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The face of Disney+ is hidden inside a helmet — and the degree to which you can accept The Mandalorian‘s thus-limited expressiveness may dictate your enjoyment of TV’s first live-action Star Wars series.
Having made its debut on Tuesday morning (provided you were able to get the brand-new streaming service up and running) and with new episodes rolling out every Friday (starting Nov. 15), The Mandalorian is set after the fall of the Empire and before the emergence of the First Order — that is, somewhere between the big screen’s Return of the Jedi and The Force Awakens. Nestled within a helmet made of fine Baskan steel, Pedro Pascal (Narcos, Game of Thrones) stars as the titular gunslinger, whom we at first meet in the course of saving someone from a shakedown — only to to see him then reveal that he carries a “bounty puck” for the blue-skinned being. A thrilling sequence follows in which the Mandalorian must wrest his personal spacecraft from the grip of a mammoth creature, all while making sure his squirrelly bounty doesn’t skedaddle.
From there, we meet Greef Carga (Rocky‘s Carl Weathers), who is sort of the Bellus Haardy to Mando’s Killjoy (in a comparison a dozen or so of you out there might appreciate). Greef cheats “Mando” (a nickname I choose to adopt) a bit on his fee by using Imperial credits, but proceeds to point him to a major, albeit off-book, potential payday, by chasing someone down for Werner Herzog’s enigmatic character. In the course of that assignment, we meet Kuiil (voiced by Nick Nolte), an Ugnaught who warns the bounty hunter that others before him have only perished in their greedy quest, as well as a trigger-happy IG-11 bounty droid (voiced by MCU director Taika Waititi).
The nature of the high-value target being sought by the Mandalorian — revealed in quiet but dramatic fashion at episode’s end, and not to be spoiled here — speaks to a larger Star Wars mythology and thus brings with it some questions we can only hope the series will touch upon.
Even before that, the Easter eggs are aplenty, from spit-roasted Kowakian monkey-lizards (a la Jabba the Hut’s chittering sidekick) to one of those eyeball-on-a-stick gatekeeper droids that guarded Jabba’s palace. Yes, this is very much set in the Star Wars universe, but like Rogue One and Solo, it is a different sort of beast, operating far, far away from the trappings of mystical Jedi mumbo-jumbo and what not. So if you’re hungry for that specific flavor of space saga, The Mandalorian not entirely sate you.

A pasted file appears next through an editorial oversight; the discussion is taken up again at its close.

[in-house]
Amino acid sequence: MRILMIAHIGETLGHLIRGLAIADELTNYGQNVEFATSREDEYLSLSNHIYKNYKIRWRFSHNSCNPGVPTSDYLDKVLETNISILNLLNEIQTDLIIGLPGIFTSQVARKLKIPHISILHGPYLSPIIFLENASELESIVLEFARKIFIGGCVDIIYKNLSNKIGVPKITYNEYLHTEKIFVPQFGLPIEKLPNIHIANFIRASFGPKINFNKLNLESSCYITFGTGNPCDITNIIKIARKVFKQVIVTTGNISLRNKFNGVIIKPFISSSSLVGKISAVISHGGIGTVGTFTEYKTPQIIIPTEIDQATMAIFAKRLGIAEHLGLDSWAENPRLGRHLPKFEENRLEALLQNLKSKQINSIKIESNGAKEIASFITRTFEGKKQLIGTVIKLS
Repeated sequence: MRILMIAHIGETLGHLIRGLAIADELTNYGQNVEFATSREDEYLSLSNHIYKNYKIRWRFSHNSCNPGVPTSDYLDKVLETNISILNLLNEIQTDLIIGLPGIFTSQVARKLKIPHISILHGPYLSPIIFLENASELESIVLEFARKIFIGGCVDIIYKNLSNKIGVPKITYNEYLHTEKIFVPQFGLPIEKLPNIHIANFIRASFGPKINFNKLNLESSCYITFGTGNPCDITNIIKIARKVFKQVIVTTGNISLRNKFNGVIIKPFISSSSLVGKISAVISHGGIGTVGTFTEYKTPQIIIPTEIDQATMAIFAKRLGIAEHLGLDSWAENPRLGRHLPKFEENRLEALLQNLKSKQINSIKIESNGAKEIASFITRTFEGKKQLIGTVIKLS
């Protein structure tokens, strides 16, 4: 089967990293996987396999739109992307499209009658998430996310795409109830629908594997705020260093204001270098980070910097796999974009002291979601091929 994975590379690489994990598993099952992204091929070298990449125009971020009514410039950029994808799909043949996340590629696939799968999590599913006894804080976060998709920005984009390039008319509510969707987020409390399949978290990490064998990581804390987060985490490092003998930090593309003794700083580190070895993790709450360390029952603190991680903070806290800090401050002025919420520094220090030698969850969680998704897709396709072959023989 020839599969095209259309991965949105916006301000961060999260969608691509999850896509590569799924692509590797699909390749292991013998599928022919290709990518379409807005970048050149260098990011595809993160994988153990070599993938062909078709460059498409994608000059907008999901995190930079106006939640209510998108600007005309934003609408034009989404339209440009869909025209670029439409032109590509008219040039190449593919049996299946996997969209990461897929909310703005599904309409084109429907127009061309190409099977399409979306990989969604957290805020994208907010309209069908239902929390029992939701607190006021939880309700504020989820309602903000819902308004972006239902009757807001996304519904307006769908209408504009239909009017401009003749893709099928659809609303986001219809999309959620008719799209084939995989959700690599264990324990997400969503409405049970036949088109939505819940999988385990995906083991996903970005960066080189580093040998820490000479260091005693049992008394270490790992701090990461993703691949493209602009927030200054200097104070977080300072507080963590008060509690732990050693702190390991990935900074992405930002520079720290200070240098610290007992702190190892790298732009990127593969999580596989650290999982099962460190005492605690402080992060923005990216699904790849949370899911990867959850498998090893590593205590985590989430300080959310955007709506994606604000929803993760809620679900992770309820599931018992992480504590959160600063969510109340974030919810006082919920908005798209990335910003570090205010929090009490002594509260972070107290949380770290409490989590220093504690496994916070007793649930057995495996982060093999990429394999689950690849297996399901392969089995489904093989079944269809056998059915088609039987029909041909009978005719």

Visually, The Mandalorian looks no less than fantastic, filled edge-to-edge with rich set details and cinematic, otherworldly vistas. The visual effects are top-notch for TV, to be sure, though the animated jog of the Blurrgs and the matting of the first landspeeder offered to Mando were jusssssst a bit jerky. But for the most part, the creature effects — and there are many — are a far cry above anything else seen on the regular on the small screen.
Ultimately, as noted above, your level of engagement may ride on how vested you can be in a character who will, reportedly, never remove his helmet (unless you count the harrowing flashes from a childhood that haunts him). Left with mostly just his voice to act with, Pascal gives Mando some hints of snarkiness, if not humor; by and large, he comes off as a business-first ballbuster. (And truth be told, no one wants a quippy Mandalorian.) Weathers and Herzog fit comfortably into this world in their brief intros, and it’d be great to see more of Nolte’s Kuiil.
The characters played by Gina Carano, Emily Swallow, Giancarlo Esposito, Ming-Na Wen and Omid Abtahi did not appear in this first episode, which ran a lean, but almost terse, 40 minutes. Again, Episode 2 and all others will premiere on Friday mornings, starting this week.
THE TVLINE BOTTOM LINE: This may not be the exact Star Wars series you’re looking for, but it may be an E-ticket ride, nonetheless.